Skip to main content

After a new financial injection, the creator of a Slovenian smart bird house is featured on CNN

The company Bird Buddy, the winner of last year's competition for the Slovenian start-up of the year and the creator of the bird feeder of the same name, is reaching new heights. After receiving an additional financial injection worth US$8.5 million from the US company General Catalyst in December, it was recently featured on the platforms of the television network CNN.

Bird Buddy was also named the Slovenian Start-up of the Year last June

Bird Buddy was also named the Slovenian Start-up of the Year last June | Author Amy Dale/

A two-minute video clip featuring the founder and driving force of Bird Buddy, Franci Zidar, was played as part of the CNN Business section. In the video clip, the creators note that the smart bird house, together with the accompanying app that identifies and describes the birds that feed in the house, raises bird watching to another level.

The creators state nature protection as one of the main goals of the project, as they believe that the data collected by means of the smart house will be very useful for environmentalists, both in terms of changes in bird populations and in monitoring the annual migrations of various species. This data will be freely available to the scientific community on an open-source basis.

Meanwhile, in early December, Bird Buddy received a new US$8.5 million financial injection as part of a new fund-raiser for start-ups. According to the Crunchbase platform, the investor was the company General Catalyst, based in Cambridge in the US state of Massachusetts. On this occasion, Zidar told the TechCrunch portal that the purpose of the project was, among other things, to connect people with nature and turn passive bird watchers into active ones.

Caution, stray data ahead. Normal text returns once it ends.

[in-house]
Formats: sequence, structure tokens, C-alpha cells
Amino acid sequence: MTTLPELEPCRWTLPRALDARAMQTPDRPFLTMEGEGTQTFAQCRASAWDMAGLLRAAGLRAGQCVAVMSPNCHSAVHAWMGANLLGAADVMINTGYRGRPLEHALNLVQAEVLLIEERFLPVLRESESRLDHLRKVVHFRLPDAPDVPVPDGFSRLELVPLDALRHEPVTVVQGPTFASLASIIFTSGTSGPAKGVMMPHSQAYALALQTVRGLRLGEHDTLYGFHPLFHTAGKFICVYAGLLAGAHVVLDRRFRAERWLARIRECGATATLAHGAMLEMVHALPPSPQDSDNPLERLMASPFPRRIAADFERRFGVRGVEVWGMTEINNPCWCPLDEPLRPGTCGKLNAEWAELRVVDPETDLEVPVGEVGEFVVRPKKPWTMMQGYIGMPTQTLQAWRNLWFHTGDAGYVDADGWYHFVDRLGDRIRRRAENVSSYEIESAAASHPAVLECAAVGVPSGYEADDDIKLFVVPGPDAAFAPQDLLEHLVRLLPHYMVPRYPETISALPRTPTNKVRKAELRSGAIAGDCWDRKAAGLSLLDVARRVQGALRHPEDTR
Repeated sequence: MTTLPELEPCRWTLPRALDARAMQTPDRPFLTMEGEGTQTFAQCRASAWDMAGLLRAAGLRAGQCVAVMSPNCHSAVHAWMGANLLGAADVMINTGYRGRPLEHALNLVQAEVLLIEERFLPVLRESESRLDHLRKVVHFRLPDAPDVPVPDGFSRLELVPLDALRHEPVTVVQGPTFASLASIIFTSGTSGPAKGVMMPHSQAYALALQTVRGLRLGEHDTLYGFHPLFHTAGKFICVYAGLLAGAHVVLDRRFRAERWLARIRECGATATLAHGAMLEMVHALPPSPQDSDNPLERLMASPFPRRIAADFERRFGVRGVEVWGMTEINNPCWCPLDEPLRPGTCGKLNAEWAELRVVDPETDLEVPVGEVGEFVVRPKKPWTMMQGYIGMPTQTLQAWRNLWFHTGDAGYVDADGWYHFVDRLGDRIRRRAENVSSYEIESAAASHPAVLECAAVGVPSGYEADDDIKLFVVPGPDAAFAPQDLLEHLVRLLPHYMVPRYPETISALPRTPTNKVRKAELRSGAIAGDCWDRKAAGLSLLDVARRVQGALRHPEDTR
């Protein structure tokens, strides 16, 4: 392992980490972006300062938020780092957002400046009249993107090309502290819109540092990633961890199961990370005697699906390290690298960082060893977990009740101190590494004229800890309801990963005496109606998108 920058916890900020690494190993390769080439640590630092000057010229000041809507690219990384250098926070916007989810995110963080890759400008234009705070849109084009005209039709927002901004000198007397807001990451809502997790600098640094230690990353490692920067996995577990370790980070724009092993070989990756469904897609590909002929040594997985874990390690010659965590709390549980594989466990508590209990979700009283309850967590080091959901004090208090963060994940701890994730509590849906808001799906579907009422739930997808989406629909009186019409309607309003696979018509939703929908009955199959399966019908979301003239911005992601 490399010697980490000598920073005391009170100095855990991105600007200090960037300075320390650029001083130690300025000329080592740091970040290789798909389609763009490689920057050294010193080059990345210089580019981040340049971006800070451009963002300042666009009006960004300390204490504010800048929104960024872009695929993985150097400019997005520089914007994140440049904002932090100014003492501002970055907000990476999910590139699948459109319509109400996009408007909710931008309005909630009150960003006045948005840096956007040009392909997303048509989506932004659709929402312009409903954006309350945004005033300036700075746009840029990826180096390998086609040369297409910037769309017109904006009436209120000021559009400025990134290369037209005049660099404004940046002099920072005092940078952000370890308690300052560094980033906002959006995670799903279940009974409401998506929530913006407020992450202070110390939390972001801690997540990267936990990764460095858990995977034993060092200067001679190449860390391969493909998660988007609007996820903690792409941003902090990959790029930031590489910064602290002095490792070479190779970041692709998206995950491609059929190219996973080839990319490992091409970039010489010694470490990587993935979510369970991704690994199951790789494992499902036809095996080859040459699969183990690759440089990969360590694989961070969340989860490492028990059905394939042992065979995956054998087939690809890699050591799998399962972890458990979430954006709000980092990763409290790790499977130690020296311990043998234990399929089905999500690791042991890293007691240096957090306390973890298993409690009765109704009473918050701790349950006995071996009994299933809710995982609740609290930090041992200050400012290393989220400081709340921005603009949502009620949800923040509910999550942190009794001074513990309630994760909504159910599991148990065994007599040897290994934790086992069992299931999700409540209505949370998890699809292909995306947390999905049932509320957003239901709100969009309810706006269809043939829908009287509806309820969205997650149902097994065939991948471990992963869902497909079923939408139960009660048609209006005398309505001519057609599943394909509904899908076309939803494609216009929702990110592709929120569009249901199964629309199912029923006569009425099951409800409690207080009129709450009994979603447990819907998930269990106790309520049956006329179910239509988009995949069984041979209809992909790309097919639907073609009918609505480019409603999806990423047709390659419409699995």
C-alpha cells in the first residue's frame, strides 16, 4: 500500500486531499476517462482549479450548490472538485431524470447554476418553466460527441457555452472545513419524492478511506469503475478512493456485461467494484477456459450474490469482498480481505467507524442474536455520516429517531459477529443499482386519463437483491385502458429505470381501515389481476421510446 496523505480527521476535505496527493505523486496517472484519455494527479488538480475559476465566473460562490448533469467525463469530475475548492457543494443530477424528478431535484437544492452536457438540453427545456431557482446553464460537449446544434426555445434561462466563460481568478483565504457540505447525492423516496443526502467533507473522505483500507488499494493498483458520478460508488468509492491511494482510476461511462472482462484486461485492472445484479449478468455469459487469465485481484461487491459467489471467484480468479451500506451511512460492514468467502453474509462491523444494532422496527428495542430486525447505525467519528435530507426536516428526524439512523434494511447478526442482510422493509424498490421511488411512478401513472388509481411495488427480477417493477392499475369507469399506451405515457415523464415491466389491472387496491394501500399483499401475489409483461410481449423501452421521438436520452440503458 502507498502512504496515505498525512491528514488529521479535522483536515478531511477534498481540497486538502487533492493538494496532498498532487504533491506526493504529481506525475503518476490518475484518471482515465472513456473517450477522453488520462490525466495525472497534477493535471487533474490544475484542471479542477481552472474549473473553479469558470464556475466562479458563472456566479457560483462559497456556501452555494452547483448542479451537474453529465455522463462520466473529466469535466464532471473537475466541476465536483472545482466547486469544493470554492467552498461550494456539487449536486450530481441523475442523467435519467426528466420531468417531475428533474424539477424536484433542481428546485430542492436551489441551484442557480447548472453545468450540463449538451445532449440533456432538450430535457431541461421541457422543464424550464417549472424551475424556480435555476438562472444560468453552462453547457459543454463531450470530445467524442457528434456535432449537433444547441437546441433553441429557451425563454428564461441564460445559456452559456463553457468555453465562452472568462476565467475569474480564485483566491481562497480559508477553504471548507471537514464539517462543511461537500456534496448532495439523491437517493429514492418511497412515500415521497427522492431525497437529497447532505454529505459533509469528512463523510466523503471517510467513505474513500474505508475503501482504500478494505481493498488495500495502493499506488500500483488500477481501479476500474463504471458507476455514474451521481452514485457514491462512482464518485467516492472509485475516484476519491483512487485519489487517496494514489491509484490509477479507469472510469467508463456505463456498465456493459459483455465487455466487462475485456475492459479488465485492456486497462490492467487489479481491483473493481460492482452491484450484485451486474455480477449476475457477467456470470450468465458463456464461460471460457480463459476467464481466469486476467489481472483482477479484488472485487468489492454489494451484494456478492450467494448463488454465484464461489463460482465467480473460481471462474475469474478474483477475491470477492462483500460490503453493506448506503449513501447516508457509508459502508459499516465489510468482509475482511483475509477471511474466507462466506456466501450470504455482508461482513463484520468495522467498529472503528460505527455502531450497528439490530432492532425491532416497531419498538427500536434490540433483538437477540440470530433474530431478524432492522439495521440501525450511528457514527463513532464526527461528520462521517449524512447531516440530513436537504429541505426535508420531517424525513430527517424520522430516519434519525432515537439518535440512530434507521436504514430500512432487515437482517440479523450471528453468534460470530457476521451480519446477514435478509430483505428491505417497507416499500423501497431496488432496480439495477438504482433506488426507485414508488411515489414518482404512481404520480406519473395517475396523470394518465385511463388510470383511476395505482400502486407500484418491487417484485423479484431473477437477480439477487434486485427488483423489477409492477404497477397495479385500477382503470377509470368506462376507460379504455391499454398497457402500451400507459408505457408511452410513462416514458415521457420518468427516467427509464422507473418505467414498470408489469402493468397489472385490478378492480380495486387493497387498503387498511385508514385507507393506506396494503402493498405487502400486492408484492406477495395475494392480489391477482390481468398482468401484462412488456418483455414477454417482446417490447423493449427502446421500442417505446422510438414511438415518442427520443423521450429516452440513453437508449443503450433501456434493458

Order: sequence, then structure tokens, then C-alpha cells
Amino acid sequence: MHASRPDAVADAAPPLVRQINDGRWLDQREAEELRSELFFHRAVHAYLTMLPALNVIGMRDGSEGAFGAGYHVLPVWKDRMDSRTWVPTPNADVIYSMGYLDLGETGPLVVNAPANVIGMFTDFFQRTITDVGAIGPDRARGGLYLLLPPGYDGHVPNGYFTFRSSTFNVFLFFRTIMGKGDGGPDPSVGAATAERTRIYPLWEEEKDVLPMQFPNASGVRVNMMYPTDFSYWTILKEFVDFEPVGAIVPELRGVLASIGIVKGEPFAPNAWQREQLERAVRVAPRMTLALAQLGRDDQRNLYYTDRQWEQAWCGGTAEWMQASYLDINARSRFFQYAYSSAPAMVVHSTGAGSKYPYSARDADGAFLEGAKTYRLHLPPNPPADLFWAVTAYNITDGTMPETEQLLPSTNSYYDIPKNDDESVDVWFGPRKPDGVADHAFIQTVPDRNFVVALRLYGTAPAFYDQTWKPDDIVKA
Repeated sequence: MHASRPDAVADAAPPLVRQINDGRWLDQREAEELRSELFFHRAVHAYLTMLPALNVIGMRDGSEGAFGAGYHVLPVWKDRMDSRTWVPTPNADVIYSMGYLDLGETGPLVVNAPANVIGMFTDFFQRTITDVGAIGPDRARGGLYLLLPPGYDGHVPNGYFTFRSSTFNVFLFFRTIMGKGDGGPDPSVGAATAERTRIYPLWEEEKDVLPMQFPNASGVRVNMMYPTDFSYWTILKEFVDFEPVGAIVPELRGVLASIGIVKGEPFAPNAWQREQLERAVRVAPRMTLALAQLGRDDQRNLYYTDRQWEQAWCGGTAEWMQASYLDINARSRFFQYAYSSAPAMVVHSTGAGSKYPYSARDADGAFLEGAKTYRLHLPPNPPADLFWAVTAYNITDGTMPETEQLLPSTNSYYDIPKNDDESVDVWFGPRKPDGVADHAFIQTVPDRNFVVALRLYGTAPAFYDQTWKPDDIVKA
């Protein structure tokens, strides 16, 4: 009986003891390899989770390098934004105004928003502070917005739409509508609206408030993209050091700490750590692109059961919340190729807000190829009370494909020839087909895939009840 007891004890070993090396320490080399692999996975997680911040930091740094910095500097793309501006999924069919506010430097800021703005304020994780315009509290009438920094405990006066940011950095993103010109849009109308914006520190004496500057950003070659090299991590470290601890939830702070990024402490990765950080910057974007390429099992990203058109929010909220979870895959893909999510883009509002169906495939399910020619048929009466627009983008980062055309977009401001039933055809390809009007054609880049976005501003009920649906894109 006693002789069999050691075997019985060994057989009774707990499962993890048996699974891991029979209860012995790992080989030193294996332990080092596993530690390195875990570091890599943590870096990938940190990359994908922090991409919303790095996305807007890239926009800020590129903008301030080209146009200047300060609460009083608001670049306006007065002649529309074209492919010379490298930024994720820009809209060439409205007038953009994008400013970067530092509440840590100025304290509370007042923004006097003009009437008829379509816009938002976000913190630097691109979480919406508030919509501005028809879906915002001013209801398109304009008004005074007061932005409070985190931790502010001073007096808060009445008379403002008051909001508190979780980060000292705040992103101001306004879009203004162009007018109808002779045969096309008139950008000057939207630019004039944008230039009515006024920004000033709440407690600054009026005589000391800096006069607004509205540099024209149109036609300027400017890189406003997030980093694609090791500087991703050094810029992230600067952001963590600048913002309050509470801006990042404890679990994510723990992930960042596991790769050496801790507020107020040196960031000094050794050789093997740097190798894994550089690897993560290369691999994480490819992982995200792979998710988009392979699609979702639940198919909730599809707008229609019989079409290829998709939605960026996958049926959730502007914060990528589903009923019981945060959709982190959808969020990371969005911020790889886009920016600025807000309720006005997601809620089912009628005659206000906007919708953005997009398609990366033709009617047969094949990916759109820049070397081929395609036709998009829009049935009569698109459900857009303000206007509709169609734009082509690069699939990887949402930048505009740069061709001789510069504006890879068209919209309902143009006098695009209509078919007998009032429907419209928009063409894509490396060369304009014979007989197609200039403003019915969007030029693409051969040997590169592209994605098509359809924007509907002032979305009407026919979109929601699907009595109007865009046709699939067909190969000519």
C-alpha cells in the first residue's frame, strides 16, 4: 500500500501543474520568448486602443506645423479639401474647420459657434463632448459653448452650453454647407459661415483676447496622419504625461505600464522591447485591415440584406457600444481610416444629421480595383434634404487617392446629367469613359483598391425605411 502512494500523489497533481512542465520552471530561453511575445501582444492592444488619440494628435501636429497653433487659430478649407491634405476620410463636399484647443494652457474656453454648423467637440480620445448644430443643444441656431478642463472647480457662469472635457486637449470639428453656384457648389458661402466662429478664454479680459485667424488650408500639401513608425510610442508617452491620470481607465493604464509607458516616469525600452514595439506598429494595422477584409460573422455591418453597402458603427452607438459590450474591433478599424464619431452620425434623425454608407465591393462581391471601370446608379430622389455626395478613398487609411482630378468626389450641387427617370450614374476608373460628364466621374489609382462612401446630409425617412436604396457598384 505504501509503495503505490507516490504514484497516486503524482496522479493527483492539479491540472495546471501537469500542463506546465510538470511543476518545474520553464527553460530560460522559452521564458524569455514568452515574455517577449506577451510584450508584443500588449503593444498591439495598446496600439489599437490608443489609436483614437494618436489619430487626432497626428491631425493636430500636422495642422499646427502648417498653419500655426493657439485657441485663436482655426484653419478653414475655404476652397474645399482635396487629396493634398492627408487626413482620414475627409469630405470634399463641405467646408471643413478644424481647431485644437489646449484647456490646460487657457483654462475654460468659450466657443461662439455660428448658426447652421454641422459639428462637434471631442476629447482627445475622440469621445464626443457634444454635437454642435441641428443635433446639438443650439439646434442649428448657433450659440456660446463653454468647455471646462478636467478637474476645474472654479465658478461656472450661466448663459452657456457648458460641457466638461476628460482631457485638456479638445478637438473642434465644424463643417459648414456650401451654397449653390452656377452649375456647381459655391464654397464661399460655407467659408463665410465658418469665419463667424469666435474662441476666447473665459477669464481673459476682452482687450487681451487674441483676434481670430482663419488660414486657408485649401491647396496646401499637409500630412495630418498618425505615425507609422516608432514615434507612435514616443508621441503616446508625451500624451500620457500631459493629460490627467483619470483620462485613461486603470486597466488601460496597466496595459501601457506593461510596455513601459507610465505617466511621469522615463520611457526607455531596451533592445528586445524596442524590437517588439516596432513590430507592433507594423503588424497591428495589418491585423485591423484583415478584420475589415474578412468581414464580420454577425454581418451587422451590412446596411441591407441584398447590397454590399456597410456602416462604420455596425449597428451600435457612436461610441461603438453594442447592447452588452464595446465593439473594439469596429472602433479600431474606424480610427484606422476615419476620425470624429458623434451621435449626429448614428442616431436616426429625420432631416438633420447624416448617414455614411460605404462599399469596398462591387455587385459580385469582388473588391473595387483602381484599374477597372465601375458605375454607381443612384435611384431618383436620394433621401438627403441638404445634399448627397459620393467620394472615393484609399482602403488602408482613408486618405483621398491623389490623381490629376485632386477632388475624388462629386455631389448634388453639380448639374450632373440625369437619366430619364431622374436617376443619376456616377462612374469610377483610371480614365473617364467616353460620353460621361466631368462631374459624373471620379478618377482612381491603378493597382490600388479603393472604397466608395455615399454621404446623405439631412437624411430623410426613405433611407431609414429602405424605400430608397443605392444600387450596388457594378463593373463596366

Bird Buddy was also named the Slovenian Start-up of the Year last June, having already raised EUR 4.2 million on the global online crowd-funding platform Kickstarter in just over a month.

Its product is a smart bird feeder, the basic set of which features a bird house with a food container and a removable module that features a small video camera with a microphone and a motion sensor.

The sensor detects the arrival of a bird and notifies the owner of the feeder via a wireless connection and a mobile app. The owner can then take a photo of the bird using the app. By means of artificial intelligence, the app recognises the species of the bird, enables users to edit and share photos of birds and offers them advice on what food is suitable for individual species of birds.